Staff Editorials

Reynolds must act to protect Iowa's most vulnerable youth

The Iowa Juvenile Home is shown on Monday, January, 13, 2014 in Toledo, Iowa. (Adam Wesley/The Gazette-KCRG TV9)
The Iowa Juvenile Home is shown on Monday, January, 13, 2014 in Toledo, Iowa. (Adam Wesley/The Gazette-KCRG TV9)

Three years after the closure of the Iowa Juvenile Home in Toledo, local officials are unable to provide safe and humane in-state treatment facilities for severely troubled teen girls. And, as a recently filed federal lawsuit makes clear, out-of-state placements can yield even greater abuses.

In 2014, in the wake of a District Court order to reopen the juvenile home (the case later dismissed as moot by the Iowa Supreme Court), former Gov. Terry Branstad assured Iowans he did the right thing when he made a unilateral decision to close the facility.

“These children are now in licensed and accredited facilities where they are being better served, receiving the education they were denied at the Iowa Juvenile Home and the treatment and care they need,” Branstad said.

Unfortunately, this was not true.

Officials in the Iowa Department of Human Services contracted with other states, including neighboring Wisconsin, where it paid $301 per day, per teen for some girls to be held in a youth prison facility. Two former inmates documented shocking instances of abuse at the hands of their out-of-state caretakers as part of a federal lawsuit.

State officials, according to investigators with Disability Rights Iowa, placed Iowa teens in the care of a neighboring state that had fewer restrictions on use of seclusion and restraint, including 23-hour blocks of solitary confinement with no toilet facilities and pepper spray.

It’s the latest in a slow but consistent trickle of information about how the state is ill-prepared to educate, rehabilitate and care for severely troubled teen girls. And further proof that state officials have failed to make solutions a priority.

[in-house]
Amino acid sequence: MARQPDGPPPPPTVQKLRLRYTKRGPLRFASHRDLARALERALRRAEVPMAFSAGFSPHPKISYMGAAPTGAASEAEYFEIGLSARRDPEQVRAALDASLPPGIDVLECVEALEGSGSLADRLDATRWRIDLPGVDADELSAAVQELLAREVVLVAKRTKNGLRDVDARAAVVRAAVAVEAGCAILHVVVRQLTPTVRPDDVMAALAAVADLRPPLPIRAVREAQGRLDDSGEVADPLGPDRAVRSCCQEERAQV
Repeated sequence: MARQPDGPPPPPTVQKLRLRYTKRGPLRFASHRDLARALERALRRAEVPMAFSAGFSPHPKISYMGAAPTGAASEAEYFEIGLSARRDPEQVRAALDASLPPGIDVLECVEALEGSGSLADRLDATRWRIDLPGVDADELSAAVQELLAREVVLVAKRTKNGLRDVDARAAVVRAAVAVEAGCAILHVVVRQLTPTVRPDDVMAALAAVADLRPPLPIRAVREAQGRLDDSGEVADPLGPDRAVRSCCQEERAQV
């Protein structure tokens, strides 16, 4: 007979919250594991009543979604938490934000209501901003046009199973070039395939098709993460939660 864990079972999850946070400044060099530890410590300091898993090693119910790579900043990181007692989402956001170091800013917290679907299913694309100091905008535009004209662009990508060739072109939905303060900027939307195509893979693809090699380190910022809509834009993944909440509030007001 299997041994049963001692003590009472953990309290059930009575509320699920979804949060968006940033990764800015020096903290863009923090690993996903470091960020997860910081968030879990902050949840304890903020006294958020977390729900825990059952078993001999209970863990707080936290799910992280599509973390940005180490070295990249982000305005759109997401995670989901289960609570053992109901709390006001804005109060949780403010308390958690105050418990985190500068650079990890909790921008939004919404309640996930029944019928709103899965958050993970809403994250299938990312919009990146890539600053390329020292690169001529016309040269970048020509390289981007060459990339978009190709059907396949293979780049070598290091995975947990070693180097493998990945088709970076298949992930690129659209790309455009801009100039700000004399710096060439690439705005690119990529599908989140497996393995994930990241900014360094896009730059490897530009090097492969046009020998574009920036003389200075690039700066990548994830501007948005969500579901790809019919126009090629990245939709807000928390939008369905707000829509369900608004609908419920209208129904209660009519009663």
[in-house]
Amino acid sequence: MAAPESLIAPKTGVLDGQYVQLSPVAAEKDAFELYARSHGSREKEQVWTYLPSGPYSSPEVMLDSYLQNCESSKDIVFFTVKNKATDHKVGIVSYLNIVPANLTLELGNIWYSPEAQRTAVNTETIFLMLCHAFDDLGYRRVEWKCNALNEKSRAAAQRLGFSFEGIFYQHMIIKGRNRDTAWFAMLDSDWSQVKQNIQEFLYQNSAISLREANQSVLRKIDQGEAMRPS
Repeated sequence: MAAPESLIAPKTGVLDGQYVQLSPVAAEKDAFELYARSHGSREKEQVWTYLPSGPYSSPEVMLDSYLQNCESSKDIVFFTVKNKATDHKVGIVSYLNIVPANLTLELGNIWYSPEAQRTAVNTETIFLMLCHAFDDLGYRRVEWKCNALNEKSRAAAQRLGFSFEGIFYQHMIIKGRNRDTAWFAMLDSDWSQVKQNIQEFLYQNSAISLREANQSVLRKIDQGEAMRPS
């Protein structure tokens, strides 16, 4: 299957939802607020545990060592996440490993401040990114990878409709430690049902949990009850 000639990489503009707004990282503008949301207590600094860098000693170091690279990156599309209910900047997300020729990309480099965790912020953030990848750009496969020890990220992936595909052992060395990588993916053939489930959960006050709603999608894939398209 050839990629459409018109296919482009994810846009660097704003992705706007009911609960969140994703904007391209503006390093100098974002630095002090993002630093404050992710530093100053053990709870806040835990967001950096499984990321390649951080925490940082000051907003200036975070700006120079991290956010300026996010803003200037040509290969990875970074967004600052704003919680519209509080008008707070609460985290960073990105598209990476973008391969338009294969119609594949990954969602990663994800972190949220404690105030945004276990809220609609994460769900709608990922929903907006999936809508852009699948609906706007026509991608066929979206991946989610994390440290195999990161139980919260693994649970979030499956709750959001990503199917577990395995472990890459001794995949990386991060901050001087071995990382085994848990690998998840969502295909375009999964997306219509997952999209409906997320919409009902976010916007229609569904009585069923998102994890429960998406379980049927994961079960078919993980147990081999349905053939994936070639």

A handful of well-intentioned groups have studied the problem, both at the defunct IJH and state service since its closure.


“There must be a placement of last resort for Delinquent Girls (a State Training School for Girls) similar to the Boys Training School in Eldora,” a Branstad task force advised in October 2013.

A separate state report in February by the Iowa Girls’ Justice Initiative reached a similar consensus.

Such calls, as well as recommendations by their critics, have gone unanswered. The state’s most vulnerable teen girls remain in limbo, lost to bureaucracy seemingly ripe with abuse.

Gov. Kim Reynolds should order a transparent, systemic review of girls in the juvenile justice system led by Acting Lt. Gov. Adam Gregg, formerly with the public defender’s office, and newly minted DHS Director Jerry Foxhoven, who led Gov. Branstad’s initial IJH Task Force. We think they can assemble a diverse team, digest past research and make specific agency and legislative recommendations. An open process, combined with executive branch clout, could break the vicious cycle.

The state must make the girls entrusted to its care a priority. They are not problem commodities to be shipped out-of-state and out-of-mind. If decisions were being made based on their best interests, these types of reports and lawsuits would not be happening.

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